Mohan Das Manandhar, Executive Director, Niti Foundation, pointed out that the earthquake-affected areas have seen number of conflicts related to loss of livelihood; unequal distribution of aid; issues related to ownership of land; migration and the resultant resource crunch; struggle arising from scarcity of drinking water and irrigation resources.
He said that cases of domestic violence have increased in the earthquake affected areas, which is also a part of increased conflict. However, the nature of these conflicts is not only issue-based, he explained, adding that these are the manifestations brought by the existing institutions such as caste, religion, identity and resultant access to resources.
Making a presentation in a program organised by South Asia Watch on Trade, Economics and Environment (SAWTEE) on ‘Post-Earthquake Conflict Resolution,’ Manandhar said there need to develop a informal conflict resolution mechanism.
During the interaction, legal and conflict-mediation experts have stressed on the need of judicious settlement mechanism in Nepal in order to resolve the conflicts arising after disaster and during the reconstruction phase.
Organized by SAWTEE under the project ‘Initiating dialogue on Post Disaster Reconstruction Experience’undertaken with support from The Asia Foundation (TAF), themes such as “Nepal Post Disaster Reconstruction Experience: Current Status and Lessons learnt”, “Migration and Labour Dynamics in Post Disaster Nepal”, “Expenditure Analysis and Tracking of Post-Earthquake reconstruction programmes” and “Rebuilding Safer Urban Spaces” have already been covered in similar previous events.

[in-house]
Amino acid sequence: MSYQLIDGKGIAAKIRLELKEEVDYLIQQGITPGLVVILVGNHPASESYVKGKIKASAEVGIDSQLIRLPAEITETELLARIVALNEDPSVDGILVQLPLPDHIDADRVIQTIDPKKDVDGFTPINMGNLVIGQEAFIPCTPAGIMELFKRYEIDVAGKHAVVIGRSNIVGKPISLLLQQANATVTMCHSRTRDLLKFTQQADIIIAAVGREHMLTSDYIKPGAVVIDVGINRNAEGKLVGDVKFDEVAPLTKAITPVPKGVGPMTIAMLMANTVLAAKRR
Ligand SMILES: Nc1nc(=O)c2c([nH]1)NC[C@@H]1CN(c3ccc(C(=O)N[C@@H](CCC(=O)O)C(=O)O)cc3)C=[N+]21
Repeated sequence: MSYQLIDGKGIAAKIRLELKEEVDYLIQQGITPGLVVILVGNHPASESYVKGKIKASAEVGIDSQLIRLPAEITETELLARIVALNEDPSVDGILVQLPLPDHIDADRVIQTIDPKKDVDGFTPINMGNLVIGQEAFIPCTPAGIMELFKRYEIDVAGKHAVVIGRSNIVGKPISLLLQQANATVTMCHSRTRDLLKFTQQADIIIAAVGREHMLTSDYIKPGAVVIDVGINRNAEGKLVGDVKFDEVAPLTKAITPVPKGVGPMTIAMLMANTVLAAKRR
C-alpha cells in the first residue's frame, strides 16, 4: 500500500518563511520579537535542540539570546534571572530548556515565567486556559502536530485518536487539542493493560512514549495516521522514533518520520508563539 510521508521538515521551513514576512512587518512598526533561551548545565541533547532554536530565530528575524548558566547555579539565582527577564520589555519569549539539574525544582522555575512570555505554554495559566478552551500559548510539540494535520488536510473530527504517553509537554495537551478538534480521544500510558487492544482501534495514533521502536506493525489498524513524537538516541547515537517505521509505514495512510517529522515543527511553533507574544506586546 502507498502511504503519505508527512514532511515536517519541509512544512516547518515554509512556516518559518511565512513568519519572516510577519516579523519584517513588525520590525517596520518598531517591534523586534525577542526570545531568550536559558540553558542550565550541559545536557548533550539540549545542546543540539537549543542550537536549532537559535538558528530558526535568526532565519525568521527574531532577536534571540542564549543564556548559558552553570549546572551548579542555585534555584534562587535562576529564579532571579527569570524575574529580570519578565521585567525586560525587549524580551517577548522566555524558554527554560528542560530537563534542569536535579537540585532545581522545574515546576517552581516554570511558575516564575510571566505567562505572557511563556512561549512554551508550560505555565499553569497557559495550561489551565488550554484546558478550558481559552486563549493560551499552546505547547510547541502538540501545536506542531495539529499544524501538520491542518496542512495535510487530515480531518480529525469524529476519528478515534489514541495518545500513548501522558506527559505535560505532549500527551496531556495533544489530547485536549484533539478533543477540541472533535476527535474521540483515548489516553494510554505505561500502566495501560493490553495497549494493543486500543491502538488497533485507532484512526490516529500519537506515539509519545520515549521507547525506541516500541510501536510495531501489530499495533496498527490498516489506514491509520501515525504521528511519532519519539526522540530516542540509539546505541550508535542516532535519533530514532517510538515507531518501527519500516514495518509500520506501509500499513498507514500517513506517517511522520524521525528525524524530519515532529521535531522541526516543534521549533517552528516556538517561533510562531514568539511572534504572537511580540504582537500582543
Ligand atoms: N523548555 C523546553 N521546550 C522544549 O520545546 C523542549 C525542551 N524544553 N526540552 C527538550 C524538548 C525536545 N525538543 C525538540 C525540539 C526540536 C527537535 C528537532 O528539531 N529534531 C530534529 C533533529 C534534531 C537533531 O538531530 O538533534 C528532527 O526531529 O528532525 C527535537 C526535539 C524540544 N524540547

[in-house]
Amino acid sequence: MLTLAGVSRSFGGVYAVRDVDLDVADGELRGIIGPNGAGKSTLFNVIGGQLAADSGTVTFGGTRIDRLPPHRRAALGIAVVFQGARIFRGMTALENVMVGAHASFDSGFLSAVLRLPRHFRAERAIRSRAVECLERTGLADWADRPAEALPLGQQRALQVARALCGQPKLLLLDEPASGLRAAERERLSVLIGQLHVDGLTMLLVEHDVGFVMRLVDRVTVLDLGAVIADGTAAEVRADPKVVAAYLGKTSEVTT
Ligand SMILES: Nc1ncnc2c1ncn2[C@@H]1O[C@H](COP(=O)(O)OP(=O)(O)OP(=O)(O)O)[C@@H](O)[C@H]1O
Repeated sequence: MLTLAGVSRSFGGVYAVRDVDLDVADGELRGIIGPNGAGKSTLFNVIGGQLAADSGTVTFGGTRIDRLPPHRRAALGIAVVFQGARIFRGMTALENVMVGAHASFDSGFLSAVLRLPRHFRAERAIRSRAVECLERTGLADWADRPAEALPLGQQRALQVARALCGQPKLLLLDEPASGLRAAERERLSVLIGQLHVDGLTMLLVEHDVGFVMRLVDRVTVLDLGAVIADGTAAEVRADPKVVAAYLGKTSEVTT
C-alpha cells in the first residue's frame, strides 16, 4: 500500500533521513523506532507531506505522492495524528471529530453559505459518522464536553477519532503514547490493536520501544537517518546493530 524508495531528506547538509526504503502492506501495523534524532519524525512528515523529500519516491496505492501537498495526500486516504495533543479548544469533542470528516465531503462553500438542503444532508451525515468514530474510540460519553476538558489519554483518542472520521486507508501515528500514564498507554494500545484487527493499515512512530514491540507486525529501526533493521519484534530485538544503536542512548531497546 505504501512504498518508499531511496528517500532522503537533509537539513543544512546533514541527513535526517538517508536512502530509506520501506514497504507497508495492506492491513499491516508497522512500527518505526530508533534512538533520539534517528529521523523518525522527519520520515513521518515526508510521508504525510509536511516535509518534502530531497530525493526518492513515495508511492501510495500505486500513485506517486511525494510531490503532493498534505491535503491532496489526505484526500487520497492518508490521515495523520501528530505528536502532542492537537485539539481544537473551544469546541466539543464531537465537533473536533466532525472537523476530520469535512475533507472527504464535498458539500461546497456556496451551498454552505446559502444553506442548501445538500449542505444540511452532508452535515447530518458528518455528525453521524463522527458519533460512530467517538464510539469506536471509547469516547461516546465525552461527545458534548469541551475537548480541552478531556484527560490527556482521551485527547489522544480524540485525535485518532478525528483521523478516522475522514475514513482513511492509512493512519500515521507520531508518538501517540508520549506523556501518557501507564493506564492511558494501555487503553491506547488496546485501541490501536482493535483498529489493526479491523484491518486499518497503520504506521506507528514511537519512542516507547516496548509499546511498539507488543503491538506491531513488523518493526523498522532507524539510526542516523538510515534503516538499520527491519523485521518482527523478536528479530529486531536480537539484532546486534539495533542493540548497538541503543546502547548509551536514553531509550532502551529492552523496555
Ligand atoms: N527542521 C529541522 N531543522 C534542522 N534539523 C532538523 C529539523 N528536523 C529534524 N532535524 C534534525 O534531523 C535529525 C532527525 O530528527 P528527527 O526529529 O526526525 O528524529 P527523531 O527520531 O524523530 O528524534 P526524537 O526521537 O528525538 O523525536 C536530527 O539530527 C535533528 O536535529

Thus, existing legal and alternate dispute settlement mechanism needs to be strengthened adequately to address the conflicts arising during disasters. This opinion was seconded by Dr. Ram Krishna Timalsena, Executive Director, National Law College and former Registrar, Supreme Court of Nepal. Dr.Timalsena called attention to the different nature of conflicts during post-disaster period.
During reconstruction there should be provisions such as free legal aid to the victims in need, prioritised handling of disaster related cases at the court, but such mechanism is not present in the present legal framework.
Moreover, lack of redressal mechanism is also stifling the conflict resolution, he added, citing that if a chief district office refuses compensation to the victims under certain conditions, the victims do not have any access to redressal.
Ajay Dixit, executive director, I-SET Nepal pointed out the social and political forces that contributes to escalation and de-escalation of conflicts in suchtimes.
Moreover, the lack of institutional memory and ineffective information sharing has further stifled the discourse related to disaster and recovery.
Preeti Thapa, senior program officer, The Asia Foundation emphasised that if the systemic roots of these conflicts are not addressed then mediations will only be episodic.
Madhav Prasad Poudel, Chairperson, Nepal Law Commission, said that many laws are in existence but weak in implementation, so it is as good as non-existent. Therefore, it is better provisions addressing mediation and conflict resolution are included in the existing disaster management laws.